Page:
Photo by Marcos Paulo Prado, unsplash.com
If you’re reading this, you’ve probably struggled with procrastination before. This doesn’t mean you’re a procrastinator. Most people faced this dreaded feeling at least a few times in their lives. Even the most successful person has probably dealt with procrastination on some occasion. With all of that in mind, here’s some facts about procrastination that you probably didn’t know about.
“In a moment of decision, the best thing you can do is the right thing to do, the next best thing is the wrong thing, and the worst thing you can do is nothing.” – Theodore Roosevelt
Procrastination is not the same as bad organization.
When people are faced with procrastination, they often complain. When they complain, they often get advice. This is advice is often to simply manage their tasks better. This advice is often worthless to them. A procrastinator may be a person who’s bad at organization, but they may also be an absolute min-maxing genius. Even the procrastinator may believe that lack of time or a poor schedule is to blame, but it is never the case. This is usually evident when other tasks you’ve accounted for go smoothly, only for your whole plan to fall apart when it’s time to do what you’re procrastinating over. Guess what – it’s not because the plan was bad, it’s because you never really planned for that final task. When you procrastinate, you will often take measures (almost subconsciously) to not do that one dreaded task. If this means making a schedule you know it won’t fit in, or otherwise disguising that you won’t budge with good intensions, then so be it – says the brain.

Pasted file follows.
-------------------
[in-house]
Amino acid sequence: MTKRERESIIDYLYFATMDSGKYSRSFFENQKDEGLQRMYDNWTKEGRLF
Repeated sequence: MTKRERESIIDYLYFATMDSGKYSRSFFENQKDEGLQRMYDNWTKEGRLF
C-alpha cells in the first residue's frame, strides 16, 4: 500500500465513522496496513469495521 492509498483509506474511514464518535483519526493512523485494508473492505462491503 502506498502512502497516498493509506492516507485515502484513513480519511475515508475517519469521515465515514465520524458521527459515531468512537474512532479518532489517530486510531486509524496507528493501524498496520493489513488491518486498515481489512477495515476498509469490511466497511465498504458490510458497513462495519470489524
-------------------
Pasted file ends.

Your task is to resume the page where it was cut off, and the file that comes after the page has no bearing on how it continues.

Procrastination can cause physical sensations.
This fact’s rather simple but knowing what’s going on may help you beat procrastination easier. When a procrastinator thinks about the task they’re putting off, they feel unwell. This can range from the more emotional – guilt, despair, fear…to very real pain. That’s right, sometimes the procrastinator is so disgusted, conflicted or terrified of what they need to do that it will literally hurt them to think about it. Suffice to say, the brain is once again responsible. This is a defense mechanism that tries to make you avoid bad decisions. Thing is, for the brain, an activity that you suffered doing (or that it knows you’ll suffer doing) is a bad decision! Therefore it does its best to convince you that avoiding it is, in fact, very wise.
“One of the most tragic things I know about human nature is that all of us tend to put off living. We are all dreaming of some magical rose garden over the horizon – instead of enjoying the roses blooming outside our windows today.” – Dale Carnegie
Procrastination is tied with physical symptoms.
Procrastinators are known to suffer from insomnia and tend to catch diseases more often than most. Their immune systems are in a worse state during the period of procrastination than during other times. A chronic procrastinator may find themselves being rather weak physically.
Procrastination influences your personality.